Since Digory introduced evil into the world of Narnia, Aslan sends him on a task to redeem himself. Similar to the story of Adam and Eve, Digory is tasked with entering a garden and retrieving an apple without eating it. Jadis tells Digory that eating the apple will grant him immortality, and she further suggests taking one home to his ailing mother. Having learned from his mistake of awakening Jadis by ringing the bell, Digory resists her temptation and returns to Aslan with the apple. After Digory plants the apple, it sprouts into a tree that will protect Narnia from Jadis for centuries. To reward Digory for learning his lesson about temptation, Aslan allows him to take an apple from the Tree of Protection back to his mother, and she soon overcomes her illness.
Not only did Digory see the creation of Narnia and learn a valuable lesson about temptation, but he was also the one who built the wardrobe. After his mother eats the apple from the Tree of Protection, Digory plants the apple core in his backyard, and it grows into a beautiful tree. Years later, a storm fells the tree, and Digory cannot stand the idea of letting it be turned into firewood considering that it grew from the core of the apple that came from the Tree of Protection and cured his mother. The tree itself may not be magical, but it serves as a reminder of Digory’s life-changing adventure in Narnia, so in order to keep the memories alive, Digory turns the tree into a beautiful wardrobe that would later serve as a portal to Narnia in The Lion, the Witch and the Wardrobe.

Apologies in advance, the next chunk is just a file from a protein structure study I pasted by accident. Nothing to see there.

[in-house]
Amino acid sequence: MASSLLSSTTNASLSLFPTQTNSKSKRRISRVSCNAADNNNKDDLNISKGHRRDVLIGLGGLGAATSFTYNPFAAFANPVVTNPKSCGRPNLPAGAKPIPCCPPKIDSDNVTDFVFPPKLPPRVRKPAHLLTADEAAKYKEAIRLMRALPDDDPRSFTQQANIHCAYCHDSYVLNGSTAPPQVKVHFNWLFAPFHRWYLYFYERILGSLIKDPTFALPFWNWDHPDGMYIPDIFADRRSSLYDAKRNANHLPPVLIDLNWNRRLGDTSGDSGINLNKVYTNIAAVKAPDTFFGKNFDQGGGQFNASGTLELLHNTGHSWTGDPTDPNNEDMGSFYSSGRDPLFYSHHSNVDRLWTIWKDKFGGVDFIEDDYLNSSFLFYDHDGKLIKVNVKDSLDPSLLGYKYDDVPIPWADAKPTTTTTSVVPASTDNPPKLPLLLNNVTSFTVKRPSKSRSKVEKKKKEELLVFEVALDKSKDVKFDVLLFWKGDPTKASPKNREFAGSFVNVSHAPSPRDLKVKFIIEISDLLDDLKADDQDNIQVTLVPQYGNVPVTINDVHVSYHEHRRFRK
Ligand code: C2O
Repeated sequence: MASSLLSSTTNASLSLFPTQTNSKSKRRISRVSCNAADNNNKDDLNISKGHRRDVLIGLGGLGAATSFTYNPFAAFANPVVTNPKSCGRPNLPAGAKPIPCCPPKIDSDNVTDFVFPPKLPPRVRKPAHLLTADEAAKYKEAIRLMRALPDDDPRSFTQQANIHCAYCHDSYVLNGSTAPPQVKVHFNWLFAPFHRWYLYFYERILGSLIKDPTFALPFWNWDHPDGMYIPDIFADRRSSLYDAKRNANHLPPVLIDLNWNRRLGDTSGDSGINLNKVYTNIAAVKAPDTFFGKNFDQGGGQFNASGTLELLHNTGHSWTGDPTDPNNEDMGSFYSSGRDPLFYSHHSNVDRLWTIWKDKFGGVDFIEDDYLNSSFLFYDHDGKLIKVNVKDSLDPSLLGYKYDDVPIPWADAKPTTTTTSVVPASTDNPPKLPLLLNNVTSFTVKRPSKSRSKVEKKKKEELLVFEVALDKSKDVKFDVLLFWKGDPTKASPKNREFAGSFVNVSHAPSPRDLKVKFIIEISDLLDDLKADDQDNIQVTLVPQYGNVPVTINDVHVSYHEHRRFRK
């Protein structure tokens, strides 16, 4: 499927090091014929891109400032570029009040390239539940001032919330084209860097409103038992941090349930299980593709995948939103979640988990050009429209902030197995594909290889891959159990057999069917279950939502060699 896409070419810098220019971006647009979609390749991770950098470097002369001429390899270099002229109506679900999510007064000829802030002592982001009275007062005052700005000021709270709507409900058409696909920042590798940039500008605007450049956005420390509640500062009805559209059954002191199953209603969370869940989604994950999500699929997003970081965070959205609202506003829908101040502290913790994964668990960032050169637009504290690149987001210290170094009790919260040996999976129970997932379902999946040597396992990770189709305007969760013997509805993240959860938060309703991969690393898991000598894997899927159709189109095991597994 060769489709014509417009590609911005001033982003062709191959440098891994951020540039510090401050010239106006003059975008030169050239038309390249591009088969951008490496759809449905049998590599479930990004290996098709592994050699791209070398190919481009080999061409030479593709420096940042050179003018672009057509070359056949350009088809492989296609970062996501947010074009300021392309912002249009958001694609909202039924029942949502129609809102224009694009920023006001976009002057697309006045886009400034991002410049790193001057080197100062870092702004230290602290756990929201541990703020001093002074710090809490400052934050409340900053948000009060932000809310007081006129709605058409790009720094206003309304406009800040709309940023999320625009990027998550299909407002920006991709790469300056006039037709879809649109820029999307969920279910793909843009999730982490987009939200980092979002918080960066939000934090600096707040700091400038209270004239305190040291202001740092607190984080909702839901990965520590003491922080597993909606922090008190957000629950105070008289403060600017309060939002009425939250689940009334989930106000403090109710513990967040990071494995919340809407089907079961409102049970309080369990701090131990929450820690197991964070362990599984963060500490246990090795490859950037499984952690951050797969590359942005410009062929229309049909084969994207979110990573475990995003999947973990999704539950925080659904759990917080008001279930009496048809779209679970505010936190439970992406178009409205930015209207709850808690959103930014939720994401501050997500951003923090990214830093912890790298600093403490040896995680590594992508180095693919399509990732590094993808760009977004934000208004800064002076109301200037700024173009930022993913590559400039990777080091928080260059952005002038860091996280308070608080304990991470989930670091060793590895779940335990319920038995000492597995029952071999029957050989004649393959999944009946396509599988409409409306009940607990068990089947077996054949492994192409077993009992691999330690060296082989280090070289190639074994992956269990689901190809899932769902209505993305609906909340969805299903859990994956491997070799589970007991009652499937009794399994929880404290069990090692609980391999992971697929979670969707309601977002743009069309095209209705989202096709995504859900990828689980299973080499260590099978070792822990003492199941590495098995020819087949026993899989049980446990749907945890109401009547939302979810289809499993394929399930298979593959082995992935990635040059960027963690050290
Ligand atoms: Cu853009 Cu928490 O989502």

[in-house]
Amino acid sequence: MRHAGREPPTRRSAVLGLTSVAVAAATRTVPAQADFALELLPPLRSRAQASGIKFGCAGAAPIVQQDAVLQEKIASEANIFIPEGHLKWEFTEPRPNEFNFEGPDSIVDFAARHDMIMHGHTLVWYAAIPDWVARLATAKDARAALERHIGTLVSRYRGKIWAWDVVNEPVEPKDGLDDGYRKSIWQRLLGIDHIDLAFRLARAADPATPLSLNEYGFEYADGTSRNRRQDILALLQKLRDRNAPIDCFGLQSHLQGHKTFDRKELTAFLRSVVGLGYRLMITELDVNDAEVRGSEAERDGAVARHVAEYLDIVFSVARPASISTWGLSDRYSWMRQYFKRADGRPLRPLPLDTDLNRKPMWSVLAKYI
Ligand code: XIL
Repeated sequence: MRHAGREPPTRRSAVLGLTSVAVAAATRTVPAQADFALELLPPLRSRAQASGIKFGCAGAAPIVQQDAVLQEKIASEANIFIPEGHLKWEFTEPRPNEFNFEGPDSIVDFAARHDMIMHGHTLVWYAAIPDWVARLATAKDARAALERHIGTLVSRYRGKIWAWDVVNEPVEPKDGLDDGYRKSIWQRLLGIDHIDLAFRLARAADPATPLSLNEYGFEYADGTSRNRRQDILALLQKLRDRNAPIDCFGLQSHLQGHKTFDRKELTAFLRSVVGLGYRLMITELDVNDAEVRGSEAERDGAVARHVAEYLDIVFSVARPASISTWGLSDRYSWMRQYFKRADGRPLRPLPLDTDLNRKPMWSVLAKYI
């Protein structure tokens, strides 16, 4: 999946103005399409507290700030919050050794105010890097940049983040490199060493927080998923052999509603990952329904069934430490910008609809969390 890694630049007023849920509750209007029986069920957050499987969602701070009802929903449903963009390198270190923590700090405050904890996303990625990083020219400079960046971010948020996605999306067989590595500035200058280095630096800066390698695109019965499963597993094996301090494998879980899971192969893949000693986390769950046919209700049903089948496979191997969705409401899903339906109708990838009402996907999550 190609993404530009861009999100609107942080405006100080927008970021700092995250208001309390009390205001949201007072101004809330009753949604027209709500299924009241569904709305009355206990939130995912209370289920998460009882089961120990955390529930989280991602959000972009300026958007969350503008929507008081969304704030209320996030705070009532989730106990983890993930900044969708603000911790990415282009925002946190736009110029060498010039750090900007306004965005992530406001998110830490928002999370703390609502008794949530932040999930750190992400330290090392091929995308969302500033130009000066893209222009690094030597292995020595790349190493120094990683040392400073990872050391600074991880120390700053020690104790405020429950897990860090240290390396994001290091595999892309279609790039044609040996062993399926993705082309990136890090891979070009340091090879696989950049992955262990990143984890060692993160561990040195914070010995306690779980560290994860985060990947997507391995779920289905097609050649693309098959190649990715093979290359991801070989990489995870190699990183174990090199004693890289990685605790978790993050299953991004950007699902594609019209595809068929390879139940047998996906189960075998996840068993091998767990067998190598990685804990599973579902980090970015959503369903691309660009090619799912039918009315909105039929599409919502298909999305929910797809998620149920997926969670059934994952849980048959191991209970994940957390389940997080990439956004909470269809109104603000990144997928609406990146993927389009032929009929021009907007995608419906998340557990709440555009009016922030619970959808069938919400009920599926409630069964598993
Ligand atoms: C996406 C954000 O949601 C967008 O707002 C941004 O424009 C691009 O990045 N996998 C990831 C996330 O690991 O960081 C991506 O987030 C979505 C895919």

Digory Kirke Is the Wise Observer of Narnia: The Lion, the Witch and the Wardrobe
Peter Jackson’s The Lord of the Rings Trilogy inspired several other great fantasy movies that have entertained fans for decades.
The Lion, the Witch, and the Wardrobe Reception
Rotten Tomatoes Score
Rotten Tomatoes Audience Score
While The Lion, the Witch and the Wardrobe isn’t Digory’s story, he nevertheless kick-starts the adventure, and therefore, the entire fantasy franchise. When a sobbing Lucy runs into his arms, instead of reprimanding the children like the crotchety Mrs. Macready, Professor Kirke goes out of his way to have a heart-to-heart with them. When Peter and Susan explain to Digory that Lucy claims to have found a magical land in the wardrobe, rather than dismissing it as a figment of Lucy’s imagination, he encourages the two older siblings to believe her, especially since she’s never lied to them before, unlike Edmund.